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Hygge x Depression

Hygge: "A quality of coziness and comfortable conviviality that engenders a feeling of contentment or well-being"


I released a few images many months ago with the intent of turning it into a full series but as time went on I started to think about the implications of doing a project like this and what kind of light it would create on both myself as well as my "brand."  As I spoke to people about my experiences with depression and this project, their responses would come with an air of pity, confusion and sometimes even disdain, even if they had "nice" words to say. It wasn't as though those people weren't supportive of me as a person. It's just that they don't like the idea of bringing things like depression and mental illness into the open for others to see because depression is "unprofessional", "doesn't show me in a good light" and "isn't something clients want to know or see." And for a really long time I struggled with that. As someone creating a brand for himself, is this something I can afford to have attached to my brand? As someone looking to be working in a professional setting, is talking about mental health going to impact the opportunities I'll have in the future?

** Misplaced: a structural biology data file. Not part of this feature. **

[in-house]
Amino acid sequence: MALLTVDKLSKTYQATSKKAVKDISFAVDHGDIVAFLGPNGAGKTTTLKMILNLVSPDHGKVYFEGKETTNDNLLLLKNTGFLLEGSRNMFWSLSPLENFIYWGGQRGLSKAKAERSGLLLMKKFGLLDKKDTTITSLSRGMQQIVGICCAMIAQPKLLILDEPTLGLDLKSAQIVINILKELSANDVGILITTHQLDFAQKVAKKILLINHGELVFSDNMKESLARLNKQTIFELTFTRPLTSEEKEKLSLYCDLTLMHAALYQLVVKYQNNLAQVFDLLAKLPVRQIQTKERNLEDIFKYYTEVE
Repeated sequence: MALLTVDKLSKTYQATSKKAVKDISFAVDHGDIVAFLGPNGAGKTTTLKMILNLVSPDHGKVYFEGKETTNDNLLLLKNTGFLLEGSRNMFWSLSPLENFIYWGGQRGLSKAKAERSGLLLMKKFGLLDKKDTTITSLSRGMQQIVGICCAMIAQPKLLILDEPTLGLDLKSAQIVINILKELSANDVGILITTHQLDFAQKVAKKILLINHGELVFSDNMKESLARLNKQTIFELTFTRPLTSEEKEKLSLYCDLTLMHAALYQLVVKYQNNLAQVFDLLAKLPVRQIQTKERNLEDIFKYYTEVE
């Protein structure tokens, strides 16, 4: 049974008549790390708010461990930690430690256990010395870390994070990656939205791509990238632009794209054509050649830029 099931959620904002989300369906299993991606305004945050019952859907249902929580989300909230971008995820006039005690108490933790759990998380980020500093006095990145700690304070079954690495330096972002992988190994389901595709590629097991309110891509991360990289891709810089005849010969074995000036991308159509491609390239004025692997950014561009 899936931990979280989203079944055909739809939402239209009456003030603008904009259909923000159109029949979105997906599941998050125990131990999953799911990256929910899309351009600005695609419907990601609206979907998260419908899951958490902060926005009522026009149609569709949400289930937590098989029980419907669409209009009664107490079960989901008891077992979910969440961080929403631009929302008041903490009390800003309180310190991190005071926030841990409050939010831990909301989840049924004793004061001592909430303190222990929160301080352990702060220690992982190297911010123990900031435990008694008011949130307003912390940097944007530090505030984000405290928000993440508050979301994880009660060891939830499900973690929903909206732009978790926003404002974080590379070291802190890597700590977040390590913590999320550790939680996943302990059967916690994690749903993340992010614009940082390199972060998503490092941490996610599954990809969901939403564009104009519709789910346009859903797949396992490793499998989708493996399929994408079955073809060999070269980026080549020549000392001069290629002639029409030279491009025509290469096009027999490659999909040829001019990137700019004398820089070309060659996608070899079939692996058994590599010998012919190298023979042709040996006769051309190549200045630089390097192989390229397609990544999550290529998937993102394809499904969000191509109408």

The more I thought the more confused I got, and the more conflicted I felt about sharing this. But I came to the realization that this field I've dived so deep into, photography, when stripped down to the most basic concepts, about storytelling. When I was younger I always thought I was all alone; the only one among my friends who felt the way I did. Stuck, alone and hopelessly hanging on. But as I got older, I saw more and more stories going through the same thing i did. 

And so here we are with this project. As perpetual as something like depression can be, the fact remains that for many people, the knowledge of being in that state is only possible from also having experienced things like kindness, support, and comfort. I think when telling the stories of people that struggle with depression it's as important to remember that we're more than our mental illness! I can't speak for everyone that will be featured in this series, but I find it important to remind myself that my being is as much my depression as it's also my passions and aspirations.

To my friends who agreed to participate in this: thank you. Thank you for opening up to me and thank you for trusting me to share your story. Lastly, thank you for waiting so long for me.